Forget about plain old road rage, the kind that happens when someone doesn’t let you in, or switches lanes without signaling, or when you’re stuck in traffic for hours. The worst kind of road rage is ‘School Pick Up and Drop off Rage.’
If you’ve ever driven your children to and from school, you’ve probably seen, if not experienced, this unique brand of road rage.
Last year, from both my son’s and daughter’s school, I received numerous e-mails throughout the year about parents behaving badly at pick up and drop off.
‘We have had increasing difficulty with the traffic around our school’, said one e-mail. ‘In addition to blocking neighbours’ driveways, our school buses are being significantly delayed because many parents are parking in the bus loading zone. This is not just an inconvenience to many others, it poses safety risks as well.’ The email continued: ‘This week we have received calls from several of our neighbours complaining about the traffic and having to ask parents to move from the end of their driveways.’ A friend of mine, who does live across from a school, has complained about this to me before. Once, she had to wait almost twenty minutes just to get out of her driveway to get to work because the traffic was so congested.
‘I’m embarrassed to hear that some of our parents have responded rudely to these requests,’ that e-mailed continued. ‘We have asked our parent community to be respectful of this in the past. Please think of others and ALL of our children. Our neighbours should not have to deal with those who ignore the rules and put others at risk and inconvenience.’
And, from my other child’s school? ‘I’d like to remind everyone that the adults who surround the students at school, parents, teachers, and staff, have a responsibility to model the values and behaviour we expect of them. Alas, there are times during moments of frustration that we may be overcome with impatience and stop thinking clearly.’ The e-mail continued, ‘I have witnessed some dangerous incidents…such as illegal parking, pulling into oncoming traffic or stopping in spaces that are not designated for cars at all. I’ve also witnessed some aggressive behaviour towards our personnel who are trying to keep things moving. This, of course, is unacceptable.’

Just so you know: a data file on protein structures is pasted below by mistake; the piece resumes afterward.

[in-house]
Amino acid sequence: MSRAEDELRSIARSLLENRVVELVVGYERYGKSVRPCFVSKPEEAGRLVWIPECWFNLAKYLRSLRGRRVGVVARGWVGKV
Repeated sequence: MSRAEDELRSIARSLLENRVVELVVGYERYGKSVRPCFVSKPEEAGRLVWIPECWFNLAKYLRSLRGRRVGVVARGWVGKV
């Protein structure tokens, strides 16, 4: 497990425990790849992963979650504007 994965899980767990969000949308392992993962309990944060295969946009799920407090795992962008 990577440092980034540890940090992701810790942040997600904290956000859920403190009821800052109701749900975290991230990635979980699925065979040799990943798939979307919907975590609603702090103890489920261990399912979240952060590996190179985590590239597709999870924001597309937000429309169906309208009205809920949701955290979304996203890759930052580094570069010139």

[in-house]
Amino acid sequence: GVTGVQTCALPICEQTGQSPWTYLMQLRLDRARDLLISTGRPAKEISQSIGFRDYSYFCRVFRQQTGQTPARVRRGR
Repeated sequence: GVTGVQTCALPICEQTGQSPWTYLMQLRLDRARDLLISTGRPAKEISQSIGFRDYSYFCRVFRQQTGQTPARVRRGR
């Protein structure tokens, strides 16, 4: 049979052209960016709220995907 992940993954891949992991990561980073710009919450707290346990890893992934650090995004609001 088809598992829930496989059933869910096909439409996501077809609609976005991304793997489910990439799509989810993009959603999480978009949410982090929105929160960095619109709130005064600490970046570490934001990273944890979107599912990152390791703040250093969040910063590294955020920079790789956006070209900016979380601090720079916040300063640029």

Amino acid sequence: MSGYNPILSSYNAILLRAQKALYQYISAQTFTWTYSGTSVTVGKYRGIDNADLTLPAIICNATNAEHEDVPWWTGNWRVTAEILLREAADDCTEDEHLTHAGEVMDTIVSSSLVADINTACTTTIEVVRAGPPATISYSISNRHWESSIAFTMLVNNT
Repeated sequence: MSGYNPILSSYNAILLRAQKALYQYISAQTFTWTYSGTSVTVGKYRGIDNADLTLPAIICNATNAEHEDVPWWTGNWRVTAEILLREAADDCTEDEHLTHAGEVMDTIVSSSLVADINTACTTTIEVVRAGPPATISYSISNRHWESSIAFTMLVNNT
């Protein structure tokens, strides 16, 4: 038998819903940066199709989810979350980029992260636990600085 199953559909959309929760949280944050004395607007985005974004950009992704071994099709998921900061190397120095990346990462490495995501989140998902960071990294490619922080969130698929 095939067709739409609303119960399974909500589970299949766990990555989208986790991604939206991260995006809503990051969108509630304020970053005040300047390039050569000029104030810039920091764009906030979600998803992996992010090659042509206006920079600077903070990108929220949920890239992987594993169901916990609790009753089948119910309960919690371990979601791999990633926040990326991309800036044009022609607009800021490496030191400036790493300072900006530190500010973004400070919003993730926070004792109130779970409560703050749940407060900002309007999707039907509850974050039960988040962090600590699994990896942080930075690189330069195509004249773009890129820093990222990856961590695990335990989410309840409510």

Yes, we can walk our children to school, or send them on bikes, but this isn’t always an option. To make matters even more insane, we parents may also find ourselves in trouble with the school principal, as if we were children who picked a fight on the playground. It is a little weird to be scolded as an adult, and part of the problem is that we don’t really care. We pretend to care, but the proof is in the cafeteria pudding. Schools and parents may hate to hear this, but at Drop Off and Pick Up, parents will continue to act like children having tantrums if we don’t get our way. Also, there isn’t any empathy, no matter how many scolding e-mails parents get. There just isn’t.
Parents at these hours turn into children who SHOULD be reprimanded, but in our heads, I can tell you that we’re probably all thinking the same thing. ‘I’m just going to park here for two seconds!’ And, ‘Yes, this is an illegal parking spot, but I’m just going to be here for two seconds!’ Even, ‘I’m pretty positive that a car could drive around me, but even if they can’t, I’m just going to be here for two seconds.’
I’ve been doing drop off and pick ups for my daughter for years, and my son for two years, and once saw two identical white SUVs have a fender bender when pulling up to the school. The drivers had a heated argument, also right outside the school, while the lineup of cars to drop kids just got longer and longer. (I so wish I had taken a video of this. It was Drop off Road Rage at its best…or worst.)
For most parents, pick up and drop off is frustrating—the congestion around the school can be akin to the 401 on a holiday weekend. So what does a frustrated parent, who is also in a rush, to do?
I’ve found a way around all the rage, not because I care what other parents do (I get as annoyed as anyone else, but I’m not going to yell at another parent, because it could very well be a dear friend who is holding up the line) but because watching parents honking, yelling at each other, and trying to get around the other cars puts me in a mood. One e-mail from a school ended with, ‘I must implore you to consider your role in this and help us keep the students safe’.
Here are a few tips I’ve found useful for avoiding School Road Rage:
- Always arrive at school early. There will be fewer vehicles.
- Pick a meeting spot with your child that is a few blocks away from the school. You can park and wait for your child to meet you there. Yes, they can walk that extra five minutes.
- If you’re comfortable, make your child walk/ride their bikes/scooter to school. Then you won’t have to deal with Road Rage first thing in the morning.
- I would say ‘consider others’ however, really, it doesn’t seem to work.
- That’s all I’ve got. Because I can’t figure out, either, how to come up with a Pick-Up/Drop Off, solution either.
I know many of you have pick-up/drop-off road rage experiences, especially if you live across from a school, and we’d love to hear your stories!